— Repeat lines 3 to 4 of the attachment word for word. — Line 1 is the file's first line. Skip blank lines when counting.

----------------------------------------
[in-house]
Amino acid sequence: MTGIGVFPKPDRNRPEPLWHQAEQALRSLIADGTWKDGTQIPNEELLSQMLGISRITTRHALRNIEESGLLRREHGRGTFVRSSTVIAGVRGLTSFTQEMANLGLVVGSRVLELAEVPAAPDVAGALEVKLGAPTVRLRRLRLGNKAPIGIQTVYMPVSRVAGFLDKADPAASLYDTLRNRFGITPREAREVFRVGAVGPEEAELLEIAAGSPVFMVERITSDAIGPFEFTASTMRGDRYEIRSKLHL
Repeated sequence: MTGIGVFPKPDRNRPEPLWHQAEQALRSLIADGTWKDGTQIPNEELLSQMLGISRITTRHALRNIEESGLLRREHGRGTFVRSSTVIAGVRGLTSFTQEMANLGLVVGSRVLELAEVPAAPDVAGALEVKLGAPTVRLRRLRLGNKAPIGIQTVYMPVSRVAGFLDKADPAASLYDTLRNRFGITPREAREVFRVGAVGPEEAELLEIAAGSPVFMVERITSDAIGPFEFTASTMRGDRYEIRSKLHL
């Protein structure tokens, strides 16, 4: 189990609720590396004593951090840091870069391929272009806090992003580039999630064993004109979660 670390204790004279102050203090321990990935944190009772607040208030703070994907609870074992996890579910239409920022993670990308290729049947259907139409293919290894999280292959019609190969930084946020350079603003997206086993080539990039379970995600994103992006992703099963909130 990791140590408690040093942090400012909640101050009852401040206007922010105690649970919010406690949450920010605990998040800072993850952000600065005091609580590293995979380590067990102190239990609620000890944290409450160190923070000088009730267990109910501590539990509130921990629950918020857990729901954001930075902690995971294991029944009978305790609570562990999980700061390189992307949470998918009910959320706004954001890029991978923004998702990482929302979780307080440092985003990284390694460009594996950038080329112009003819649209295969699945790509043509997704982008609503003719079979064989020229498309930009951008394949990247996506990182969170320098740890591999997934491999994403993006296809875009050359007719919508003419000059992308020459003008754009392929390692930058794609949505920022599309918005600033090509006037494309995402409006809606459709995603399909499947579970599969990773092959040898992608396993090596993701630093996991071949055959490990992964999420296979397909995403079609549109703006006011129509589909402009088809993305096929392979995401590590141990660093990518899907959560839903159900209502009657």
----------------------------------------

Repeated sequence: MTGIGVFPKPDRNRPEPLWHQAEQALRSLIADGTWKDGTQIPNEELLSQMLGISRITTRHALRNIEESGLLRREHGRGTFVRSSTVIAGVRGLTSFTQEMANLGLVVGSRVLELAEVPAAPDVAGALEVKLGAPTVRLRRLRLGNKAPIGIQTVYMPVSRVAGFLDKADPAASLYDTLRNRFGITPREAREVFRVGAVGPEEAELLEIAAGSPVFMVERITSDAIGPFEFTASTMRGDRYEIRSKLHL
């Protein structure tokens, strides 16, 4: 189990609720590396004593951090840091870069391929272009806090992003580039999630064993004109979660 670390204790004279102050203090321990990935944190009772607040208030703070994907609870074992996890579910239409920022993670990308290729049947259907139409293919290894999280292959019609190969930084946020350079603003997206086993080539990039379970995600994103992006992703099963909130 990791140590408690040093942090400012909640101050009852401040206007922010105690649970919010406690949450920010605990998040800072993850952000600065005091609580590293995979380590067990102190239990609620000890944290409450160190923070000088009730267990109910501590539990509130921990629950918020857990729901954001930075902690995971294991029944009978305790609570562990999980700061390189992307949470998918009910959320706004954001890029991978923004998702990482929302979780307080440092985003990284390694460009594996950038080329112009003819649209295969699945790509043509997704982008609503003719079979064989020229498309930009951008394949990247996506990182969170320098740890591999997934491999994403993006296809875009050359007719919508003419000059992308020459003008754009392929390692930058794609949505920022599309918005600033090509006037494309995402409006809606459709995603399909499947579970599969990773092959040898992608396993090596993701630093996991071949055959490990992964999420296979397909995403079609549109703006006011129509589909402009088809993305096929392979995401590590141990660093990518899907959560839903159900209502009657």